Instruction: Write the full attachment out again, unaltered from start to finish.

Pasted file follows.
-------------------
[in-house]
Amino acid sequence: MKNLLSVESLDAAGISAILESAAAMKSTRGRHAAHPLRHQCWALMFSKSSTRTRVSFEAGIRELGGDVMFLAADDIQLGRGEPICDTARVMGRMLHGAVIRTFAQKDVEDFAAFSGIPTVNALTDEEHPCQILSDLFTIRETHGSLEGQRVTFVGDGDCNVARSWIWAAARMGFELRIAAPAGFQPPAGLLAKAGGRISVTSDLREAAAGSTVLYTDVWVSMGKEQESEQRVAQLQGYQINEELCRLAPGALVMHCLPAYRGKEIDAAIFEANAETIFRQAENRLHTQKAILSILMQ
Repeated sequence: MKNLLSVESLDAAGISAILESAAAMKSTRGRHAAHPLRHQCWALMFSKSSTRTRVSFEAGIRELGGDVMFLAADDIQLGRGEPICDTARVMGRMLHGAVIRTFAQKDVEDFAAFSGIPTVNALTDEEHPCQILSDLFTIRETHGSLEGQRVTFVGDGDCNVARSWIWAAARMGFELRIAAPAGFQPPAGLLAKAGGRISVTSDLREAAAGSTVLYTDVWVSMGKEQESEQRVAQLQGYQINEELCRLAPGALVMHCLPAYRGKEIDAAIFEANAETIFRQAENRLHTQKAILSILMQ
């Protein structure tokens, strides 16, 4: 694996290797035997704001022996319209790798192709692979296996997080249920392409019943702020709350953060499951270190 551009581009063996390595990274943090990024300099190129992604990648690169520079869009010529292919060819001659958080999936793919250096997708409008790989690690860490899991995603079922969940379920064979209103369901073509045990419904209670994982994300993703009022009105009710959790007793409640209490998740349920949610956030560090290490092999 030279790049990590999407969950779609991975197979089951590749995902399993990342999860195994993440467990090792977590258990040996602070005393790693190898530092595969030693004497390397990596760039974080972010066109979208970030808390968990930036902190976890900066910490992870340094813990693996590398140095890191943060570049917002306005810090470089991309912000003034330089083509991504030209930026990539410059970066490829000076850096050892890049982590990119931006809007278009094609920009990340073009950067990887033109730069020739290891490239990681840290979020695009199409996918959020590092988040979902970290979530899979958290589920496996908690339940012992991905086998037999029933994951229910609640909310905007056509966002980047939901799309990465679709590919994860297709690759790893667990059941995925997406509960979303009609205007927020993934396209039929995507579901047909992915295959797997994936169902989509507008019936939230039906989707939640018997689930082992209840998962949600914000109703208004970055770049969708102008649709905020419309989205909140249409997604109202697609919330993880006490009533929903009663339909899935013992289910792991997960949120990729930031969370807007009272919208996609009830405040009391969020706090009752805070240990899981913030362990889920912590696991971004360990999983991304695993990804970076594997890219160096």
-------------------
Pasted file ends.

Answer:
[in-house]
Amino acid sequence: MKNLLSVESLDAAGISAILESAAAMKSTRGRHAAHPLRHQCWALMFSKSSTRTRVSFEAGIRELGGDVMFLAADDIQLGRGEPICDTARVMGRMLHGAVIRTFAQKDVEDFAAFSGIPTVNALTDEEHPCQILSDLFTIRETHGSLEGQRVTFVGDGDCNVARSWIWAAARMGFELRIAAPAGFQPPAGLLAKAGGRISVTSDLREAAAGSTVLYTDVWVSMGKEQESEQRVAQLQGYQINEELCRLAPGALVMHCLPAYRGKEIDAAIFEANAETIFRQAENRLHTQKAILSILMQ
Repeated sequence: MKNLLSVESLDAAGISAILESAAAMKSTRGRHAAHPLRHQCWALMFSKSSTRTRVSFEAGIRELGGDVMFLAADDIQLGRGEPICDTARVMGRMLHGAVIRTFAQKDVEDFAAFSGIPTVNALTDEEHPCQILSDLFTIRETHGSLEGQRVTFVGDGDCNVARSWIWAAARMGFELRIAAPAGFQPPAGLLAKAGGRISVTSDLREAAAGSTVLYTDVWVSMGKEQESEQRVAQLQGYQINEELCRLAPGALVMHCLPAYRGKEIDAAIFEANAETIFRQAENRLHTQKAILSILMQ
């Protein structure tokens, strides 16, 4: 694996290797035997704001022996319209790798192709692979296996997080249920392409019943702020709350953060499951270190 551009581009063996390595990274943090990024300099190129992604990648690169520079869009010529292919060819001659958080999936793919250096997708409008790989690690860490899991995603079922969940379920064979209103369901073509045990419904209670994982994300993703009022009105009710959790007793409640209490998740349920949610956030560090290490092999 030279790049990590999407969950779609991975197979089951590749995902399993990342999860195994993440467990090792977590258990040996602070005393790693190898530092595969030693004497390397990596760039974080972010066109979208970030808390968990930036902190976890900066910490992870340094813990693996590398140095890191943060570049917002306005810090470089991309912000003034330089083509991504030209930026990539410059970066490829000076850096050892890049982590990119931006809007278009094609920009990340073009950067990887033109730069020739290891490239990681840290979020695009199409996918959020590092988040979902970290979530899979958290589920496996908690339940012992991905086998037999029933994951229910609640909310905007056509966002980047939901799309990465679709590919994860297709690759790893667990059941995925997406509960979303009609205007927020993934396209039929995507579901047909992915295959797997994936169902989509507008019936939230039906989707939640018997689930082992209840998962949600914000109703208004970055770049969708102008649709905020419309989205909140249409997604109202697609919330993880006490009533929903009663339909899935013992289910792991997960949120990729930031969370807007009272919208996609009830405040009391969020706090009752805070240990899981913030362990889920912590696991971004360990999983991304695993990804970076594997890219160096």